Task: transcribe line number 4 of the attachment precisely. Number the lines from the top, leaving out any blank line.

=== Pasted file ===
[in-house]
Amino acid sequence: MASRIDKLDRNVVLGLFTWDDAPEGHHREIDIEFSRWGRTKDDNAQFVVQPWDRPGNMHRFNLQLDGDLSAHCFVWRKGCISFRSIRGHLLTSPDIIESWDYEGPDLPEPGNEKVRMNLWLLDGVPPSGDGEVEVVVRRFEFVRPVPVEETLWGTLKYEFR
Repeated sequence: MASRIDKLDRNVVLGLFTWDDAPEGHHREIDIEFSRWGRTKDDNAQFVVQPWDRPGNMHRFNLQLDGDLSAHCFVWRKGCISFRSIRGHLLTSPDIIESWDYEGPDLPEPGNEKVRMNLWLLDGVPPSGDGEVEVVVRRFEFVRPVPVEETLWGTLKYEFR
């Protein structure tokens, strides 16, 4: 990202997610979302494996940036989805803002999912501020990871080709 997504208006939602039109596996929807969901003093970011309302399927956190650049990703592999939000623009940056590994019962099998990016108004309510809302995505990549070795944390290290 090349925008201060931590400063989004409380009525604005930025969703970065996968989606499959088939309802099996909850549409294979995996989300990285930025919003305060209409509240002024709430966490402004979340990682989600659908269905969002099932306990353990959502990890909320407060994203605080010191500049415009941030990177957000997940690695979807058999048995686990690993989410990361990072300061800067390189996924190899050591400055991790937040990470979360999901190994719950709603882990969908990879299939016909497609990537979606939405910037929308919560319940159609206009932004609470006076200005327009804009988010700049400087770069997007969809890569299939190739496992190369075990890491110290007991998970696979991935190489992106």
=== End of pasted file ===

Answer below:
């Protein structure tokens, strides 16, 4: 990202997610979302494996940036989805803002999912501020990871080709 997504208006939602039109596996929807969901003093970011309302399927956190650049990703592999939000623009940056590994019962099998990016108004309510809302995505990549070795944390290290 090349925008201060931590400063989004409380009525604005930025969703970065996968989606499959088939309802099996909850549409294979995996989300990285930025919003305060209409509240002024709430966490402004979340990682989600659908269905969002099932306990353990959502990890909320407060994203605080010191500049415009941030990177957000997940690695979807058999048995686990690993989410990361990072300061800067390189996924190899050591400055991790937040990470979360999901190994719950709603882990969908990879299939016909497609990537979606939405910037929308919560319940159609206009932004609470006076200005327009804009988010700049400087770069997007969809890569299939190739496992190369075990890491110290007991998970696979991935190489992106």